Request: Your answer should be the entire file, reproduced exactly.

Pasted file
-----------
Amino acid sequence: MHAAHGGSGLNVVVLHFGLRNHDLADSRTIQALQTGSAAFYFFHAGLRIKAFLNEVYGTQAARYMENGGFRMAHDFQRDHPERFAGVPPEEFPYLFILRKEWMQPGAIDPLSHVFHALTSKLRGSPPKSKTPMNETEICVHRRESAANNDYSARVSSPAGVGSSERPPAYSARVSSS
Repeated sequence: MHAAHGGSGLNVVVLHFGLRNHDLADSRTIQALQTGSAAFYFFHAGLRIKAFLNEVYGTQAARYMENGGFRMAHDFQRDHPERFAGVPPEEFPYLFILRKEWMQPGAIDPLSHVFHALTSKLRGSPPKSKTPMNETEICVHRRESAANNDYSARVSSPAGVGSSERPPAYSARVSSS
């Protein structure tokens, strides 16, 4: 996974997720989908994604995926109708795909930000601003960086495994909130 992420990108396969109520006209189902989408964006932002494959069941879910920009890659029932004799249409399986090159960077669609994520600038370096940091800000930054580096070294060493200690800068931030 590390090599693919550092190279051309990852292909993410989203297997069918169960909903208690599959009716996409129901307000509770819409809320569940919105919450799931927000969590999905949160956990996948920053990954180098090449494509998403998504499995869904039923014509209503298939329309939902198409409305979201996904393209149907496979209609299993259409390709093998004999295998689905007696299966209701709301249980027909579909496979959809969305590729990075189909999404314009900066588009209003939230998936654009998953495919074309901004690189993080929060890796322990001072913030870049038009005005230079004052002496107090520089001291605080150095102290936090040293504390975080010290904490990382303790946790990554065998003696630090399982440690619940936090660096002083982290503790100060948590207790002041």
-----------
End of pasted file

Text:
Amino acid sequence: MHAAHGGSGLNVVVLHFGLRNHDLADSRTIQALQTGSAAFYFFHAGLRIKAFLNEVYGTQAARYMENGGFRMAHDFQRDHPERFAGVPPEEFPYLFILRKEWMQPGAIDPLSHVFHALTSKLRGSPPKSKTPMNETEICVHRRESAANNDYSARVSSPAGVGSSERPPAYSARVSSS
Repeated sequence: MHAAHGGSGLNVVVLHFGLRNHDLADSRTIQALQTGSAAFYFFHAGLRIKAFLNEVYGTQAARYMENGGFRMAHDFQRDHPERFAGVPPEEFPYLFILRKEWMQPGAIDPLSHVFHALTSKLRGSPPKSKTPMNETEICVHRRESAANNDYSARVSSPAGVGSSERPPAYSARVSSS
């Protein structure tokens, strides 16, 4: 996974997720989908994604995926109708795909930000601003960086495994909130 992420990108396969109520006209189902989408964006932002494959069941879910920009890659029932004799249409399986090159960077669609994520600038370096940091800000930054580096070294060493200690800068931030 590390090599693919550092190279051309990852292909993410989203297997069918169960909903208690599959009716996409129901307000509770819409809320569940919105919450799931927000969590999905949160956990996948920053990954180098090449494509998403998504499995869904039923014509209503298939329309939902198409409305979201996904393209149907496979209609299993259409390709093998004999295998689905007696299966209701709301249980027909579909496979959809969305590729990075189909999404314009900066588009209003939230998936654009998953495919074309901004690189993080929060890796322990001072913030870049038009005005230079004052002496107090520089001291605080150095102290936090040293504390975080010290904490990382303790946790990554065998003696630090399982440690619940936090660096002083982290503790100060948590207790002041």